Why The Origins Matter

A lot of people in the sciences, and maybe you're one of them, will have a common reaction to stuff like the other articles on Feminiscience. "Why does this matter? That's old. We don't use that anymore." Well, this article is about why it matters.

Chart with four stacked boxes with upwards arrow in background. Bottom box reads "Original Idea Or Piece of Writing. (Serves some argument or function)", next up is "Cited by other articles or media (Full content of origins is shrouded)", next up is "Common Knowledge (No longer requires citation)", and on the top is "Cultural Knowledge (Still covertly serves original function, isn't thought about)"

Behold! A graph!

Above, is a diagram. It's very technical, isn't it? Sorry to get all complicated, there will be a cute cat photo later on to compensate for the graph. Let's walk through this chart one step at a time, starting from the bottom.

Level #1: An Idea Is Born

Of course, ideas don't just exist in vacuums. Someone, at some point, thought of something. The original inventor of this idea also lived in a particular time and place and was influenced by their own culture and time period, with its own graph. It's graphs all the way down I'm afraid and nobody lives in a vacuum.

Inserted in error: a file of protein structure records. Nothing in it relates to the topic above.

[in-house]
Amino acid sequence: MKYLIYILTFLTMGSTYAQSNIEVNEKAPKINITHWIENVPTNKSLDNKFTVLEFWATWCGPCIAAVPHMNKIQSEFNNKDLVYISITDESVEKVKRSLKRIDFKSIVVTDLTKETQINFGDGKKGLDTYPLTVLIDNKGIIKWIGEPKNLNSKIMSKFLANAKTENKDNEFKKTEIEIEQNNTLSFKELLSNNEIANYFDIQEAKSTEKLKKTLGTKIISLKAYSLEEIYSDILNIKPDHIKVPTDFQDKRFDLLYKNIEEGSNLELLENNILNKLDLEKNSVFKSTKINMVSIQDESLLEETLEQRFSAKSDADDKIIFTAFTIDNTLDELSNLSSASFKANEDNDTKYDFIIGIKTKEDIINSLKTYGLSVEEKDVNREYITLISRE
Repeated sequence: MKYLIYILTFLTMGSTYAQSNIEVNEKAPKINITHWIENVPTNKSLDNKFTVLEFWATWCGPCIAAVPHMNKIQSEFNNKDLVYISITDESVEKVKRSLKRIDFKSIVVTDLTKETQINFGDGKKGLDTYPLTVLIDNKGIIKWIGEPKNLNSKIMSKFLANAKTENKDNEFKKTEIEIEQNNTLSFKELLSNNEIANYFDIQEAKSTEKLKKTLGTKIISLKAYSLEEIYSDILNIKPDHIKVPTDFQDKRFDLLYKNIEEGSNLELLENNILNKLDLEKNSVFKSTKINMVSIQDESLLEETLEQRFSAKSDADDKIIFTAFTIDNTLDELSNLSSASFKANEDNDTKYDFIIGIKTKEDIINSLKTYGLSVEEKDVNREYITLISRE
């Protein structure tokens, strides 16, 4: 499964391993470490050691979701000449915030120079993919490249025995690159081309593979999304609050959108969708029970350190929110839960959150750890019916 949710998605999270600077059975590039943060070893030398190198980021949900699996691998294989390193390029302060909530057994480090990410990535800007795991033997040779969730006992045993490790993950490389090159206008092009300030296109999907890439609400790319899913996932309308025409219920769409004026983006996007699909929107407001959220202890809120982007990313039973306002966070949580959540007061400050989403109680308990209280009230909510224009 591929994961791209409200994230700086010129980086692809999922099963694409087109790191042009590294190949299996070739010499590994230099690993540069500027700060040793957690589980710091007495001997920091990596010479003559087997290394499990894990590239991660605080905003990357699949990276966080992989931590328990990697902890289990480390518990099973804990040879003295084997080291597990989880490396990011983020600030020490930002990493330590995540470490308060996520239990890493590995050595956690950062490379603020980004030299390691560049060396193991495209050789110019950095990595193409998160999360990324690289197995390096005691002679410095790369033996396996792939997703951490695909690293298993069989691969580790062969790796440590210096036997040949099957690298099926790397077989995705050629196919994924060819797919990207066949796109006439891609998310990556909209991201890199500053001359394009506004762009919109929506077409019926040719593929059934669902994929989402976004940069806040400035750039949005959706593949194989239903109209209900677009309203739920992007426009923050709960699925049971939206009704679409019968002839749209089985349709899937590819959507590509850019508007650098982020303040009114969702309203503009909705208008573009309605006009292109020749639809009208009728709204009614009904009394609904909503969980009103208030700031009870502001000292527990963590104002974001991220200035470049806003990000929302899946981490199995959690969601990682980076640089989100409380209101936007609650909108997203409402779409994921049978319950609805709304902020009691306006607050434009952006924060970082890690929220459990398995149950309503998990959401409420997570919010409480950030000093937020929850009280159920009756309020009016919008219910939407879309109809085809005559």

Stack of increasingly smaller turtles

If you put a turtle in a vacuum I'm pretty sure it would die

More importantly, this idea was shared with the world. The author probably did this through writing, and probably had a reason to do it. In our examples, it's usually a scientist sharing ideas to make particular arguments. For instance, Havelock Ellis using the idea of Sexual Dimorphism to make a case for White Supremacy or Biologists describing racial differences to justify slavery. Sexual Dimorphism and Racial Differences aren't necessarily real but if they are real, it supports the author's argument.

When the idea first started, it had to be argued for. The author had to explain it is and convince us that it's true. A common way of doing this is by citing other authors and their ideas. That brings us to next level of our pyramid.

Level #2: The Idea Is Cited

At some point, someone else wants to use this idea to argue for their own idea. Someone else already made the argument for the first idea, so rather than explaining it all again, this new author just tells us to read the original author's argument. Because we all totally always do that, right?